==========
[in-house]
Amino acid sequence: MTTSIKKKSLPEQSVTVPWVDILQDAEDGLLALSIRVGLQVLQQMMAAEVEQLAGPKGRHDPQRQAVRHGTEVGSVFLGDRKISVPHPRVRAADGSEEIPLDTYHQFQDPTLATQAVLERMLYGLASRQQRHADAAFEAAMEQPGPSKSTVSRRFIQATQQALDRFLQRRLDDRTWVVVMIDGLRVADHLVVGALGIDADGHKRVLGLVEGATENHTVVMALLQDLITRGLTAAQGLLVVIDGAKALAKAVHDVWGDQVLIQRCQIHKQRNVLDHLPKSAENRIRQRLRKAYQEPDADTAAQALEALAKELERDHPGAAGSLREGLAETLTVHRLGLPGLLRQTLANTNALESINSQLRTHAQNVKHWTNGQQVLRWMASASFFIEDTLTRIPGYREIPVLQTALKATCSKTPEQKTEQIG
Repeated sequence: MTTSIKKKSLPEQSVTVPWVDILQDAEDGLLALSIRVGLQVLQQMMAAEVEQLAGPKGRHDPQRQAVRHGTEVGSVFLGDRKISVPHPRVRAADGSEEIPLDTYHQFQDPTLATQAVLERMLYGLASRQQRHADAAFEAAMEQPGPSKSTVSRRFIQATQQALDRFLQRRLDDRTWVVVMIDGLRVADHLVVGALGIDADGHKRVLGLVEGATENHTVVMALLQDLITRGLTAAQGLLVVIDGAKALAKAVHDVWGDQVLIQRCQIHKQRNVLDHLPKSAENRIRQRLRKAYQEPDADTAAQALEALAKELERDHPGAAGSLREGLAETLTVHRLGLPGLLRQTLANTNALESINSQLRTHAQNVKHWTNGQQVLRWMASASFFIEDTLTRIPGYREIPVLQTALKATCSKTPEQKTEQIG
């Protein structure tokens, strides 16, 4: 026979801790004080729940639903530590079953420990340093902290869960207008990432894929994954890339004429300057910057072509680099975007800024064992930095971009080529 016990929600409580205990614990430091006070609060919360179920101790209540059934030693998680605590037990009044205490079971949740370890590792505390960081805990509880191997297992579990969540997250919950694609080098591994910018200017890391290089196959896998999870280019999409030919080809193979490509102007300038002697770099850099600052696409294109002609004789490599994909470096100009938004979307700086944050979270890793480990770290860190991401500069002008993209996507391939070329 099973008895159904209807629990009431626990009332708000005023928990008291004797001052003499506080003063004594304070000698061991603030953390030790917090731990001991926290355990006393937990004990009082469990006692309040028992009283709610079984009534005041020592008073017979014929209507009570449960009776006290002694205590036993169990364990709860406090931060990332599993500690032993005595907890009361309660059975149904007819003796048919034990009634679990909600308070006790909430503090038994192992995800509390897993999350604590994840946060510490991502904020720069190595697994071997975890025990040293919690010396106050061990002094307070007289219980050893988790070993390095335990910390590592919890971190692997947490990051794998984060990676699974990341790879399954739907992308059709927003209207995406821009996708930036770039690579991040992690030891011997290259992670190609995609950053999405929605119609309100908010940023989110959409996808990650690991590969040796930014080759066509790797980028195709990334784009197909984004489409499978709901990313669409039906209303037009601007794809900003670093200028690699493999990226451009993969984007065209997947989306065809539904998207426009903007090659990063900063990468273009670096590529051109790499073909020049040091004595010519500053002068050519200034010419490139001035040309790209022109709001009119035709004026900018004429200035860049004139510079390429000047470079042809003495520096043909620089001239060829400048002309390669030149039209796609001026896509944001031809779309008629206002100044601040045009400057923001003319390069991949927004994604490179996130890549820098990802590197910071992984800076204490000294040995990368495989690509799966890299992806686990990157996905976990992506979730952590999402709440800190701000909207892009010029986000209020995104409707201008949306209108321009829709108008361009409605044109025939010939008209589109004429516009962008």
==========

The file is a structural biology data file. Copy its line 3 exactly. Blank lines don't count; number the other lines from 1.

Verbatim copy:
Repeated sequence: MTTSIKKKSLPEQSVTVPWVDILQDAEDGLLALSIRVGLQVLQQMMAAEVEQLAGPKGRHDPQRQAVRHGTEVGSVFLGDRKISVPHPRVRAADGSEEIPLDTYHQFQDPTLATQAVLERMLYGLASRQQRHADAAFEAAMEQPGPSKSTVSRRFIQATQQALDRFLQRRLDDRTWVVVMIDGLRVADHLVVGALGIDADGHKRVLGLVEGATENHTVVMALLQDLITRGLTAAQGLLVVIDGAKALAKAVHDVWGDQVLIQRCQIHKQRNVLDHLPKSAENRIRQRLRKAYQEPDADTAAQALEALAKELERDHPGAAGSLREGLAETLTVHRLGLPGLLRQTLANTNALESINSQLRTHAQNVKHWTNGQQVLRWMASASFFIEDTLTRIPGYREIPVLQTALKATCSKTPEQKTEQIG